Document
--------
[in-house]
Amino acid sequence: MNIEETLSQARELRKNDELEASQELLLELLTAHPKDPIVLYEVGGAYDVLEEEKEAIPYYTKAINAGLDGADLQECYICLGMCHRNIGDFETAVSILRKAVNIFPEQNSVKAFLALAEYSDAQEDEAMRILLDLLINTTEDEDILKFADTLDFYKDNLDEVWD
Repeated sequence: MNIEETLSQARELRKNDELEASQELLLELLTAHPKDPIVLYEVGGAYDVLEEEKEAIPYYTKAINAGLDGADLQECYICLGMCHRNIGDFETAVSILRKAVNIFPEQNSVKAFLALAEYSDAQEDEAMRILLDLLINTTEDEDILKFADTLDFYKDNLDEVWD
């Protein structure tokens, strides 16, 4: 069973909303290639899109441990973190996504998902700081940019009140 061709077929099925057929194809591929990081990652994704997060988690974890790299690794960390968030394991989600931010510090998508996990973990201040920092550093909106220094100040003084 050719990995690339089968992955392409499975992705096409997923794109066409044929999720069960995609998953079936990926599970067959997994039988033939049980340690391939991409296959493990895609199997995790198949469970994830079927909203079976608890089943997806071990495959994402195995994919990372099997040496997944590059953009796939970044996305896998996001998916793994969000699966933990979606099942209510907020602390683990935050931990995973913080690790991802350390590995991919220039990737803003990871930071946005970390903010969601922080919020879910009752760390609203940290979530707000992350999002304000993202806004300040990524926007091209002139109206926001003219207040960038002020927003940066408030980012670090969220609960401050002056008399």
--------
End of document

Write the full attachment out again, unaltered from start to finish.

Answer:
[in-house]
Amino acid sequence: MNIEETLSQARELRKNDELEASQELLLELLTAHPKDPIVLYEVGGAYDVLEEEKEAIPYYTKAINAGLDGADLQECYICLGMCHRNIGDFETAVSILRKAVNIFPEQNSVKAFLALAEYSDAQEDEAMRILLDLLINTTEDEDILKFADTLDFYKDNLDEVWD
Repeated sequence: MNIEETLSQARELRKNDELEASQELLLELLTAHPKDPIVLYEVGGAYDVLEEEKEAIPYYTKAINAGLDGADLQECYICLGMCHRNIGDFETAVSILRKAVNIFPEQNSVKAFLALAEYSDAQEDEAMRILLDLLINTTEDEDILKFADTLDFYKDNLDEVWD
């Protein structure tokens, strides 16, 4: 069973909303290639899109441990973190996504998902700081940019009140 061709077929099925057929194809591929990081990652994704997060988690974890790299690794960390968030394991989600931010510090998508996990973990201040920092550093909106220094100040003084 050719990995690339089968992955392409499975992705096409997923794109066409044929999720069960995609998953079936990926599970067959997994039988033939049980340690391939991409296959493990895609199997995790198949469970994830079927909203079976608890089943997806071990495959994402195995994919990372099997040496997944590059953009796939970044996305896998996001998916793994969000699966933990979606099942209510907020602390683990935050931990995973913080690790991802350390590995991919220039990737803003990871930071946005970390903010969601922080919020879910009752760390609203940290979530707000992350999002304000993202806004300040990524926007091209002139109206926001003219207040960038002020927003940066408030980012670090969220609960401050002056008399």